Alberta cabinet confidentiality challenged in court as Hinshaw cross-examination continues

Day four of cross-examination of Dr. Deena Hinshaw included questions about cabinet confidentiality, in a case questioning if public health orders infringed on rights.

Shortly before updating Albertans on rising COVID-19 numbers in the province last week, Alberta’s top doctor was speaking to a judge in private on the topic of cabinet confidentiality.

Thursday was the fourth day of Chief Medical Officer of Health Dr. Deena Hinshaw’s cross-examination in a trial questioning whether Alberta’s COVID-19 public-health orders infringed on individual rights under the Charter of Rights and Freedoms.

The question of cabinet confidentiality came up when lawyer Jeffery Rath asked Hinshaw whether any of her advice was ignored by cabinet, spurring an objection from government lawyers.

Throughout the pandemic Hinshaw has told reporters she can’t answer questions relating to the advice she gives to elected officials, how that advice was received, and what in the public-health orders she signs came from her advice.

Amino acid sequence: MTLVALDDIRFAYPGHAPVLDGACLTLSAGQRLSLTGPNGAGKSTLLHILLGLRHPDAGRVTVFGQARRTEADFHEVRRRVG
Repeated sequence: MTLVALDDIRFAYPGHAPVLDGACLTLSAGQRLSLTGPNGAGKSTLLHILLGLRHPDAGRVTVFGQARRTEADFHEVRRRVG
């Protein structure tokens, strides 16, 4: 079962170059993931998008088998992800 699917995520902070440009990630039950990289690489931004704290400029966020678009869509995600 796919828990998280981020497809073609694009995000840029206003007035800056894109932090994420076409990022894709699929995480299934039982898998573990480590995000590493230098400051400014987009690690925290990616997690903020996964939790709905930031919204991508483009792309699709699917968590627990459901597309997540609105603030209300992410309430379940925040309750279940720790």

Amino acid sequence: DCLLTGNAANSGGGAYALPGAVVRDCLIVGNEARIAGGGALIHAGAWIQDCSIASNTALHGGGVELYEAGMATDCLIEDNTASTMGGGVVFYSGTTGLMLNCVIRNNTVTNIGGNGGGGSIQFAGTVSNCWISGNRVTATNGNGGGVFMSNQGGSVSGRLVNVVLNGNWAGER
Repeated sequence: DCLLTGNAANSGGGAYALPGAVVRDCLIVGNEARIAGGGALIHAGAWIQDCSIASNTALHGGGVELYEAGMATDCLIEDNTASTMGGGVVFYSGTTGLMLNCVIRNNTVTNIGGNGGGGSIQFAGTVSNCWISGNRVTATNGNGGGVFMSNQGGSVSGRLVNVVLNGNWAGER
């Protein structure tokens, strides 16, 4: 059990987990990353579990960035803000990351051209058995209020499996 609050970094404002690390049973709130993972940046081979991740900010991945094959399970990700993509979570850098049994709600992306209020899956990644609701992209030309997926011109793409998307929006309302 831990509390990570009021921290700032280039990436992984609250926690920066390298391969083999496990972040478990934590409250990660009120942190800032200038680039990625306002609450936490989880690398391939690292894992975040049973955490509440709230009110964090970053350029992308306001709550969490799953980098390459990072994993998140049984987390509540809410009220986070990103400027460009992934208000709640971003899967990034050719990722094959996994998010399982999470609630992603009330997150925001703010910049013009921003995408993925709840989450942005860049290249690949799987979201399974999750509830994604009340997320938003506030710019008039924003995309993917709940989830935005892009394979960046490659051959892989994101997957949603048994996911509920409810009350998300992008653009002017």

Court of Queen’s Bench Justice Barbara Romaine reminded the lawyers for the plaintiffs that this case relates to whether public-health action infringed on rights, and if so, whether they were justified under section one of the Charter.

Therefore, to help her ruling, Romaine opted to ask Hinshaw three questions ‘in-camera,’ meaning during a private meeting.

These questions all relate to whether or not elected officials ever chose more restrictive measures than those recommended by Hinshaw in her role as chief medical officer. Romaine hopes to have a ruling on this objection next week.

Lawyers for the plaintiffs, who include a gym owner and two Baptist churches, also spent time questioning Hinshaw on why she didn’t impose restrictions to those over the age of 65 who are at higher risk of adverse reactions from COVID-19.

Hinshaw shared that even if society was willing to put restrictions based on age, numbers show the spread of COVID-19 unabated through the under 60 population would still put a significant strain on the health-care system.

She also pointed out that a third of those aged 30-39 in Alberta have a health condition that puts them at elevated risk from the virus.

Rath also asked Hinshaw about a number of therapeutic therapies that often get shared as ‘cures’ to COVID-19 on social media.

“There were unfortunately no therapies for the first part of the pandemic,” said Hinshaw, maintaining they were watching for high-quality scientific studies, such as randomized control.

The trial is limited to public-health action before summer 2021, as well as any scientific evidence at the time.

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